We’ve all been warned not to see the movie because the book is so much better, but we’re turning this idea around. On tomorrow’s show, we’re talking to Patrik Henry Bass, senior editor of Essence magazine about what makes a great film adaptation. Ben Sherwood, author of "The Death of Life of Charlie St. Cloud" will also talk about watching his novel become a movie. To set up our conversation about adaptations we’re asking you, our listeners: What movie version of a book did you like better than the book itself? We’ve already gotten a bunch of responses!
Listeners are calling into 877-8-MYTAKE to add their thoughts.
One caller says: I love “Presumed Inncoent,” the movie. I could not get in to the book. I'm sure it was fantastic book but I would fall asleep by the second page every time.
Another tells us: I believe that “Shawshank Redemption” movie was far better than the book and a lot more to offer.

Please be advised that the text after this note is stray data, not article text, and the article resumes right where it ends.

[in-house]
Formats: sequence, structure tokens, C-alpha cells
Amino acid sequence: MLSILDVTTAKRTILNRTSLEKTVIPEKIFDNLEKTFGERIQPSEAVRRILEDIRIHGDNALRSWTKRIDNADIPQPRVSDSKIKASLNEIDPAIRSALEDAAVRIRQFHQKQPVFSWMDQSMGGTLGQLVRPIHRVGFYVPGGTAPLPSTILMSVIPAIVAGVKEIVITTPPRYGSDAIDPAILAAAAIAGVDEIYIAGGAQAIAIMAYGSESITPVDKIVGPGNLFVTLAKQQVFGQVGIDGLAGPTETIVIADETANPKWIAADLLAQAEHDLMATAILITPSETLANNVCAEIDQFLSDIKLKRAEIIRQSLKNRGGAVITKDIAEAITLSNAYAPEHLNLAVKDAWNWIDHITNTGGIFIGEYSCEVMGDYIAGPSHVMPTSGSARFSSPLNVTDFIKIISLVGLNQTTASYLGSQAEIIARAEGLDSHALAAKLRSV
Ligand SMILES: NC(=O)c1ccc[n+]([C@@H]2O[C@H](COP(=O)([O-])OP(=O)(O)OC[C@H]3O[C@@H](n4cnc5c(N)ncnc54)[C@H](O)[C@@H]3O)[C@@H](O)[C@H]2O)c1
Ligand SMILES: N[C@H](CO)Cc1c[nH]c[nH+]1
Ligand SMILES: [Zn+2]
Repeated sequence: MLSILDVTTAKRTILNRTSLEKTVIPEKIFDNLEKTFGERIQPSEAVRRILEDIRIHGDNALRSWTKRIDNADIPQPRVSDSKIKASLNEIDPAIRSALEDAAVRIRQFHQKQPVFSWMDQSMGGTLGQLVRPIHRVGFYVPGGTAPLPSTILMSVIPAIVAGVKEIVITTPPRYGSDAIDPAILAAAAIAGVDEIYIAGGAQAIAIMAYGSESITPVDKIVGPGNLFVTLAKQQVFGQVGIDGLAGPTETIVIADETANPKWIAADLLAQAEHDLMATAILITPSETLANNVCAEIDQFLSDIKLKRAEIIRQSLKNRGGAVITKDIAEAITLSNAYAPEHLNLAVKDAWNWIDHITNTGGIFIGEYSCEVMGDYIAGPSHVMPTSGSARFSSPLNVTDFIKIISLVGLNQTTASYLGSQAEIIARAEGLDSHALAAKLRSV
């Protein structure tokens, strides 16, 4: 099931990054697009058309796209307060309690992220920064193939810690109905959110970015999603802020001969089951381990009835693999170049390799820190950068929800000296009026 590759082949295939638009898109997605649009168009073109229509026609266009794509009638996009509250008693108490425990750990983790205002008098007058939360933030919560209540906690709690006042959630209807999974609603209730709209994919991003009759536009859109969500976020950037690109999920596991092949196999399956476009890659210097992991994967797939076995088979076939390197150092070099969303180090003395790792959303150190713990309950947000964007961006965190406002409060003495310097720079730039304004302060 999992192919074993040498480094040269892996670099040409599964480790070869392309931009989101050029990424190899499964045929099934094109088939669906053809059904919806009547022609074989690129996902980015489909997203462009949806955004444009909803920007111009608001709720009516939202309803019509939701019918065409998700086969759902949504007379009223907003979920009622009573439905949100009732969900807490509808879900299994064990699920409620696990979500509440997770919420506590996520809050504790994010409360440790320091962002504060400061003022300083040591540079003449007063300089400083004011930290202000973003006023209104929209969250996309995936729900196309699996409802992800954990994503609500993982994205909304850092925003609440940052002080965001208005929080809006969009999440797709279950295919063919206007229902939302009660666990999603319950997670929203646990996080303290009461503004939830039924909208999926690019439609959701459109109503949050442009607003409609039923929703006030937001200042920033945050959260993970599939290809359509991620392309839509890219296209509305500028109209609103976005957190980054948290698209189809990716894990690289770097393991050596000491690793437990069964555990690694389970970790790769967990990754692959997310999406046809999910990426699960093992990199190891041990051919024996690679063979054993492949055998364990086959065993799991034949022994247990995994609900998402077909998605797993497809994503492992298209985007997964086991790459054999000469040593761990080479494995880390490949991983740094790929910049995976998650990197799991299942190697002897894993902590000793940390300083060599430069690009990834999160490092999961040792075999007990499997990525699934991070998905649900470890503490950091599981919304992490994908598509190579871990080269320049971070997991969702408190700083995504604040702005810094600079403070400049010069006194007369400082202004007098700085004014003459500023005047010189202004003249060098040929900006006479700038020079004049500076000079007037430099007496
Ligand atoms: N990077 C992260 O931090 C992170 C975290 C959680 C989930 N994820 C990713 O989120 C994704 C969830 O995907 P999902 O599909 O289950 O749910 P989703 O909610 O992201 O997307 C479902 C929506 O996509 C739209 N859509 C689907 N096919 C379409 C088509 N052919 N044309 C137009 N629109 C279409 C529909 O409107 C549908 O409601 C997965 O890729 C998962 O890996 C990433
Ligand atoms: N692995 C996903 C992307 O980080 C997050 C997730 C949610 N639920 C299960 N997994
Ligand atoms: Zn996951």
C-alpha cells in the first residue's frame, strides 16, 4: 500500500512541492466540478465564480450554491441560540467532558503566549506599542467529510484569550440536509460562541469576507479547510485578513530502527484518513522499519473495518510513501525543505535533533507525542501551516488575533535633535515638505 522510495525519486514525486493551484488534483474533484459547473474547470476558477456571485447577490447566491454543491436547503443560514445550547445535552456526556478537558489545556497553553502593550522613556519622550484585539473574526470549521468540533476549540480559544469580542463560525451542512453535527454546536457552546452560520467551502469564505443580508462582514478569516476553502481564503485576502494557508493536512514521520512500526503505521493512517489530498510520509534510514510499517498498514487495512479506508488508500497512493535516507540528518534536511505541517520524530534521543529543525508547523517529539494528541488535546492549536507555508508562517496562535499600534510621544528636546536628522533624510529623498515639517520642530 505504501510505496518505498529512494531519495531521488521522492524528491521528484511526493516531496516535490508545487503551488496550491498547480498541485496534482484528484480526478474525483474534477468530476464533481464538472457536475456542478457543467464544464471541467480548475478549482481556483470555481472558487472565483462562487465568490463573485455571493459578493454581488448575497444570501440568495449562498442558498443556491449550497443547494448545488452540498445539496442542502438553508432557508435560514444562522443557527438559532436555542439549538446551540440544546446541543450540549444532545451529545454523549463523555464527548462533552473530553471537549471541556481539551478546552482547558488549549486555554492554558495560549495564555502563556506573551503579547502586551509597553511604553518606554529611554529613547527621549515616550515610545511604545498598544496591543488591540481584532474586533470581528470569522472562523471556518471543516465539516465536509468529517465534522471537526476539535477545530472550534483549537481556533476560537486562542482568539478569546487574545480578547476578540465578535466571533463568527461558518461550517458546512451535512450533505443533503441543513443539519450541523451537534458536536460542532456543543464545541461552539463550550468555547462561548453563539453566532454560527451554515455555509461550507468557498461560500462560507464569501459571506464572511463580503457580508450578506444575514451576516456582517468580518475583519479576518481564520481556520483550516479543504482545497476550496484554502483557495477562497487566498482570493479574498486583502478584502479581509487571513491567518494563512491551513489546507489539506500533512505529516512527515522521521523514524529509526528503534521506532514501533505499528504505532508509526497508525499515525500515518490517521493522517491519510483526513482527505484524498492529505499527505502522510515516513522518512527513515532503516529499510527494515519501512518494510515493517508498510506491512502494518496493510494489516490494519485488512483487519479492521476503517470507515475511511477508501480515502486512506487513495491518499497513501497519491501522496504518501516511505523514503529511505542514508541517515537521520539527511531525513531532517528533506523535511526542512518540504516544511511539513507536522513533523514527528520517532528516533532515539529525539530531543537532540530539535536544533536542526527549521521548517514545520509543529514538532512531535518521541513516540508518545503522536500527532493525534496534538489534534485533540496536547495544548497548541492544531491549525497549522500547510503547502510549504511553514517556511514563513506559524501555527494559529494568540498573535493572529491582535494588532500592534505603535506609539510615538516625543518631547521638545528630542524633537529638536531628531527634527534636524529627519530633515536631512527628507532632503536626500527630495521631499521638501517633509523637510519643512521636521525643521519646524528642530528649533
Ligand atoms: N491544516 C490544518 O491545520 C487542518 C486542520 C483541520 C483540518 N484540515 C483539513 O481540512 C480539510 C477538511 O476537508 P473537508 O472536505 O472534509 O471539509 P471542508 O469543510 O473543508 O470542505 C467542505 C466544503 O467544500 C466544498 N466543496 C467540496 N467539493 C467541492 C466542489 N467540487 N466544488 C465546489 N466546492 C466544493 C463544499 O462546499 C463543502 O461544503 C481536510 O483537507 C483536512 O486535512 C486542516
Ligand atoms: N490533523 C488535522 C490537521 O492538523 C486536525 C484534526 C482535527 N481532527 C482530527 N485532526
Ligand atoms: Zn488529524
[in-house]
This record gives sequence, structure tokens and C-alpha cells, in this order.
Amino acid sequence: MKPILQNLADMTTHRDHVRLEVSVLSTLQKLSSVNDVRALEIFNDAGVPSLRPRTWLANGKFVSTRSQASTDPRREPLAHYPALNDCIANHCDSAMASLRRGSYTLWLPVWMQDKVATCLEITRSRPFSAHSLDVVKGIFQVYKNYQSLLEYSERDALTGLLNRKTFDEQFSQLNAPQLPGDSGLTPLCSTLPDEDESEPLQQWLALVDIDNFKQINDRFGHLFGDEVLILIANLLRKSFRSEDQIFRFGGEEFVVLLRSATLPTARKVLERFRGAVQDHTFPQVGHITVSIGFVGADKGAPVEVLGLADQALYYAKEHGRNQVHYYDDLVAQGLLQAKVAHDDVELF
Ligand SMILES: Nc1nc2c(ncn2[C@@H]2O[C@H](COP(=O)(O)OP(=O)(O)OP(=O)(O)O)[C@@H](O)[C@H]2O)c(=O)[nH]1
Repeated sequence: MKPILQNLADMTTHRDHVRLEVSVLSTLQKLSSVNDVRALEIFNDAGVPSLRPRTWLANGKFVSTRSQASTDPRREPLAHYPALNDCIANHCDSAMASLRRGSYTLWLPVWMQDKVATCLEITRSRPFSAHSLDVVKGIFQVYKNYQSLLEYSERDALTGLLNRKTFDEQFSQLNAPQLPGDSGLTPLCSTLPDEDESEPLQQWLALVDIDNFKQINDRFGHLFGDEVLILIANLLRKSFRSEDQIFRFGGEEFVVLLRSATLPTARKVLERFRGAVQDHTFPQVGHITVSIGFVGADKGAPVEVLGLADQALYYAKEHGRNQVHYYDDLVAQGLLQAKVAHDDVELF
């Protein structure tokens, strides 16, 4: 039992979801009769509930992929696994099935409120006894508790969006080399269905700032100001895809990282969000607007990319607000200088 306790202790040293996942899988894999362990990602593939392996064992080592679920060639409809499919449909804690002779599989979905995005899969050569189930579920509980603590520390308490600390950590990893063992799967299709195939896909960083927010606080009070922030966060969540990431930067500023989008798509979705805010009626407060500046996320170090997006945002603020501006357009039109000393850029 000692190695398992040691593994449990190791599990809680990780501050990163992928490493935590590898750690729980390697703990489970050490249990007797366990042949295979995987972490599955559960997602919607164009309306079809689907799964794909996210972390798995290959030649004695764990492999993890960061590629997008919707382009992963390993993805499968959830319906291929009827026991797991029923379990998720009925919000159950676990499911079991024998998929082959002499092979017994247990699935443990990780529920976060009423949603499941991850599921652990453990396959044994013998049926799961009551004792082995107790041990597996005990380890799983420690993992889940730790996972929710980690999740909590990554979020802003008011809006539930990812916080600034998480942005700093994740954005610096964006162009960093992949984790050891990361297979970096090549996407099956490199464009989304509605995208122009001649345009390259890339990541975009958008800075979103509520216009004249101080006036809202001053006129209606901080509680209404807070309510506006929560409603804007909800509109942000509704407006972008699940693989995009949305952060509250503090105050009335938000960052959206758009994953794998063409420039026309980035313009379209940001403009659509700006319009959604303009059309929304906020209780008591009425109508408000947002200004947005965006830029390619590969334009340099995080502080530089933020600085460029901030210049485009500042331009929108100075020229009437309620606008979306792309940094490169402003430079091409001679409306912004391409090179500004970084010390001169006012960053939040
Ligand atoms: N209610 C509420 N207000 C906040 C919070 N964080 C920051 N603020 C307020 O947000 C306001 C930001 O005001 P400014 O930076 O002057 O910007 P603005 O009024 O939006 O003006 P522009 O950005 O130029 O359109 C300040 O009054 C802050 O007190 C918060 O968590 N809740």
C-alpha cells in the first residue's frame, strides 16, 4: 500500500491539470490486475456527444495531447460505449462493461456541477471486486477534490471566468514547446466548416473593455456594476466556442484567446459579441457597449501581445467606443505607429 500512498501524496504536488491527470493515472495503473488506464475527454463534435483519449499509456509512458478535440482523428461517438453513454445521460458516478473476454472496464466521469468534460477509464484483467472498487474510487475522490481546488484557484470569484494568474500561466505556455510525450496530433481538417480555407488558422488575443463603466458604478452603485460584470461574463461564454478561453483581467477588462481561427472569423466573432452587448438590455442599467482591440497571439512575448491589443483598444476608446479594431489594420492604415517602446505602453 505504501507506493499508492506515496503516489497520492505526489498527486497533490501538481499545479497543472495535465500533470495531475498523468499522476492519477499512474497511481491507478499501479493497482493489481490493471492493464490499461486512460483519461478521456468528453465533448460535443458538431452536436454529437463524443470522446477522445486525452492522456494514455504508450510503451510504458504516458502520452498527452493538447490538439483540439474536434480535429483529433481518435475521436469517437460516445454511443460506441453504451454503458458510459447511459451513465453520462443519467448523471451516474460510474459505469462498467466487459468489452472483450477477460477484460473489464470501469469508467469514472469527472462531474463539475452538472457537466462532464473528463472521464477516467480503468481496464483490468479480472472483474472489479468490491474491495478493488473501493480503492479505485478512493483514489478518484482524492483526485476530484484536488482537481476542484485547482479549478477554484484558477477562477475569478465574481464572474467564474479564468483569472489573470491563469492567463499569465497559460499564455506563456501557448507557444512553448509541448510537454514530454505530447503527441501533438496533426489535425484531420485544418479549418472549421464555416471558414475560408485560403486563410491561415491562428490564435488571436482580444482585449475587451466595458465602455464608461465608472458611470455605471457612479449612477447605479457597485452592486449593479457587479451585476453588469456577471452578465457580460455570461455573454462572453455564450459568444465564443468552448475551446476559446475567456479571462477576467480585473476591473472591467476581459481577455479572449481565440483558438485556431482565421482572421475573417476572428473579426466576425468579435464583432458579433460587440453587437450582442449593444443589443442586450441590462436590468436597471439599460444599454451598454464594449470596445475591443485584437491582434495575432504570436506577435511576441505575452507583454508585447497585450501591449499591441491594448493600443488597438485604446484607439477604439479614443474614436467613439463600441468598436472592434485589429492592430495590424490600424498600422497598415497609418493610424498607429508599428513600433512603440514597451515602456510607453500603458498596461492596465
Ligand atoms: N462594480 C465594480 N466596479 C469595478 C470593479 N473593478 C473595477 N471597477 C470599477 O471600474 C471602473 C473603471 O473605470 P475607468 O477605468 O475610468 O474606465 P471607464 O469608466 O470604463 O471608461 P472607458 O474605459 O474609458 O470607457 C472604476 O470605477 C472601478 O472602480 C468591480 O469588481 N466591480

On our website:
Ryan from South Beach writes:
“Cold Comfort Farm” is the only example I can think of. The book was a funny, but the movie is an ensemble piece where the real star is the casting director. Everyone is given full reign to ham it up, but it successfully walks the line between satire and slapstick.
Also, the book mocks pastoral novels with overwritten passages that seem discordant coming from the narrator, but it's neatly solved in the film by having the protagonist be an aspiring writer. As Flora teeters on the brink of being annoyingly competent, it's endearing that her writing is so pitifully dewy-eyed. The net effect is to make an intolerable book an absolutely charming movie.
Jeff meyers from Ann Arbor, Michigan writes:
As a film critic (Detroit Metro Times) I can think of many films that were better than the books they were based on. The Godfather is probably the best example. One of cinema's greatest films is based on a crime soap opera. Let's face it, Puzo was no Hemingway. But here's a quick list off the top of my head...
I think the film versions of “The Godfather” (by Mario Puzo) and “One Flew Over The Cuckoo's Nest” (by Ken Kesey) were better than the books (though the books weren't bad).
Asa from West Village writes:
Greene wrote "The 3rd Man" with the idea of it being a movie and then received a writing credit on the movie. I would say it was one of the best conversions of a novel to a movie if you can consider the novel to have any life of its own.